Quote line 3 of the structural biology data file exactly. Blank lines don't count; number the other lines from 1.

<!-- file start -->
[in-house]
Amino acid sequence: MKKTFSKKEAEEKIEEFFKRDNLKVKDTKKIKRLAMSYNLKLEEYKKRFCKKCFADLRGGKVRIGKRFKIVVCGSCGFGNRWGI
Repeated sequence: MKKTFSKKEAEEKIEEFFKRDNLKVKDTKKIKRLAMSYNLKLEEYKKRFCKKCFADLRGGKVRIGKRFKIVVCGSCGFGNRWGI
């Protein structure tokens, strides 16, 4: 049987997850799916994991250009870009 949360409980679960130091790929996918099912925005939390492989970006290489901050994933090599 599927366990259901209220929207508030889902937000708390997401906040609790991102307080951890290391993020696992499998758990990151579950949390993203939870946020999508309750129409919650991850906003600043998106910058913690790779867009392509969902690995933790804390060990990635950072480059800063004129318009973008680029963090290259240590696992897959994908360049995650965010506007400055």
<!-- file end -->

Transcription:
Repeated sequence: MKKTFSKKEAEEKIEEFFKRDNLKVKDTKKIKRLAMSYNLKLEEYKKRFCKKCFADLRGGKVRIGKRFKIVVCGSCGFGNRWGI